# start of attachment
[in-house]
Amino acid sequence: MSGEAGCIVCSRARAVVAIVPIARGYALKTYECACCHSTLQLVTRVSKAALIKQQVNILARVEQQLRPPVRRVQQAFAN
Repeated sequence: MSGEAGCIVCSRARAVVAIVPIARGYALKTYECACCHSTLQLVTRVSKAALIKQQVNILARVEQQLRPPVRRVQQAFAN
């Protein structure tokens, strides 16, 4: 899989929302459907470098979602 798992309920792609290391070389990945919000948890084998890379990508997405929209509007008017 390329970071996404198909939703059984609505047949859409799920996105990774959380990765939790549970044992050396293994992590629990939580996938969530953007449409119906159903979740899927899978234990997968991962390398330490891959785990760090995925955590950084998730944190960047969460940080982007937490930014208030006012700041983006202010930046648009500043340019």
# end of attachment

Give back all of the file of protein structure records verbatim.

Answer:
[in-house]
Amino acid sequence: MSGEAGCIVCSRARAVVAIVPIARGYALKTYECACCHSTLQLVTRVSKAALIKQQVNILARVEQQLRPPVRRVQQAFAN
Repeated sequence: MSGEAGCIVCSRARAVVAIVPIARGYALKTYECACCHSTLQLVTRVSKAALIKQQVNILARVEQQLRPPVRRVQQAFAN
């Protein structure tokens, strides 16, 4: 899989929302459907470098979602 798992309920792609290391070389990945919000948890084998890379990508997405929209509007008017 390329970071996404198909939703059984609505047949859409799920996105990774959380990765939790549970044992050396293994992590629990939580996938969530953007449409119906159903979740899927899978234990997968991962390398330490891959785990760090995925955590950084998730944190960047969460940080982007937490930014208030006012700041983006202010930046648009500043340019």